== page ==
Engler: MSU faces worst flooding since ’75

Karen Bouffard
The Detroit News

East Lansing – Michigan State University is coping with the most significant flooding on campus in more than 40 years, interim President John Engler said Wednesday.

Speaking at a news conference, Engler said water levels on the Red Cedar River, which runs through campus, are the highest since 1975, when they reached 12 feet. According to the National Water Information System, the river was above 9 feet Wednesday; flood stage is at 7 feet.

Engler said MSU is prepared but wants the public and students to be aware of the problems caused by the high water.

“Be careful if you’re trying to come to campus,” he said. “Changing conditions are affecting not only the roads but sidewalks and walkways.”

While this week’s heavy rain has ended, the river at East Lansing remains under a flood warning until Monday, according to the National Weather Service.

University staff planned to work until late Wednesday erecting framed plastic barriers filled with sand along the river.

Lynda Boomer, director of planning design and construction for MSU, said the university will keep 1,200 feet of barrier up until spring.

Engler said classes scheduled Thursday are being moved out of buildings at risk for flooding, including the Kresge Art Gallery, Jenison Field House, computer center and the IM Sports Circle.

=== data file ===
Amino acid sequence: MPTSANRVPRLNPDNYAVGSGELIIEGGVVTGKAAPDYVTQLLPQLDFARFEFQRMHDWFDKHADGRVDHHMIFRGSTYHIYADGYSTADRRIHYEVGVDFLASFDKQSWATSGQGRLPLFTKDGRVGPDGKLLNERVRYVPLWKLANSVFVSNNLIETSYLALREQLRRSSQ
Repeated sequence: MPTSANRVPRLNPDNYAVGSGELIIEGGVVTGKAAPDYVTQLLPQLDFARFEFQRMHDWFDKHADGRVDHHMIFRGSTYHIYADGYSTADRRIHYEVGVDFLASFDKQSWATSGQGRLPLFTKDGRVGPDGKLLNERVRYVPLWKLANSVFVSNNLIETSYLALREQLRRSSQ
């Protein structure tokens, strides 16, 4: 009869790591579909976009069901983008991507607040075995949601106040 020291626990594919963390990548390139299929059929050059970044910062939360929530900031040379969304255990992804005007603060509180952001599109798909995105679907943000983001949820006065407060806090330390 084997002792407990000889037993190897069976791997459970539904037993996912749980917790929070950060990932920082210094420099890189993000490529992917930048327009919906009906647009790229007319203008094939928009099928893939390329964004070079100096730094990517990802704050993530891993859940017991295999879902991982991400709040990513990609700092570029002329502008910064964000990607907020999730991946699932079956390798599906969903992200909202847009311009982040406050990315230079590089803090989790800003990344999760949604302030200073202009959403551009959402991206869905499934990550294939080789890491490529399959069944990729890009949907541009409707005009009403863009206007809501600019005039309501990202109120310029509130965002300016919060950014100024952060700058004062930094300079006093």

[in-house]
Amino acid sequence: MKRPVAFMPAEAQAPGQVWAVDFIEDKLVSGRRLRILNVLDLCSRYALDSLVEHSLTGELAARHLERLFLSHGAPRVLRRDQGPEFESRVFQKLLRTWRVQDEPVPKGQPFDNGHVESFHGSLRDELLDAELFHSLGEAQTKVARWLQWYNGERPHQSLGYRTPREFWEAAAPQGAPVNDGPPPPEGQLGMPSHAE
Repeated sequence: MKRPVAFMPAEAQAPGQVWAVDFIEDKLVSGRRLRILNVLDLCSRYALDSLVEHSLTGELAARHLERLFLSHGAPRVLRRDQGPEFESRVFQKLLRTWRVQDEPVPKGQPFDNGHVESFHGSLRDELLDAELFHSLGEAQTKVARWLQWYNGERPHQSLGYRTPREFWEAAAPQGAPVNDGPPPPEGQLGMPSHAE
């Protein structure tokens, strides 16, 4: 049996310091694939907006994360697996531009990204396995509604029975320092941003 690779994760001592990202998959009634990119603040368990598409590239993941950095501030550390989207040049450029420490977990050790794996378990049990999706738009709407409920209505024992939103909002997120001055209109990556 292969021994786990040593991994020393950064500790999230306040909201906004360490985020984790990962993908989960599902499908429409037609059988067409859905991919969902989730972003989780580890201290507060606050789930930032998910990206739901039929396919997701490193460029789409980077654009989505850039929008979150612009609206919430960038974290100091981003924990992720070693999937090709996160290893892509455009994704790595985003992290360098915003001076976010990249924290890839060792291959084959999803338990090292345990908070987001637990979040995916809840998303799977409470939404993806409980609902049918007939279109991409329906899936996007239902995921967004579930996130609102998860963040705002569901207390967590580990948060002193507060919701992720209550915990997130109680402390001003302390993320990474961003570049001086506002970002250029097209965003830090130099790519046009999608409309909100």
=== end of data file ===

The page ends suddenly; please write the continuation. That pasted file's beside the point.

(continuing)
Other areas in lower Michigan face high water as well.

Diane Cross, spokeswoman for the Michigan Department of Transportation, said flooding is affecting Telegraph and Michigan Avenue and the Ecorse Creek area in Dearborn.

“We had a trouble spot this am on U.S. 24/Telegraph under U.S. 12/Michigan Avenue from about 6 a.m.-1 p.m,” she said. “We got a pump out there and cleared it. In the Dearborn area, when a lot of rain causes the Ecorse Creek to rise, we get some flooding on Telegraph.”

In Washtenaw County, officials with the county Road Commission are monitoring flooding caused by rain and melting snow.

“We ask that drivers use caution anytime they see water over a road and to seek an alternate route if possible,” spokeswoman Emily Kizer said.

Sarah Rahal contributed.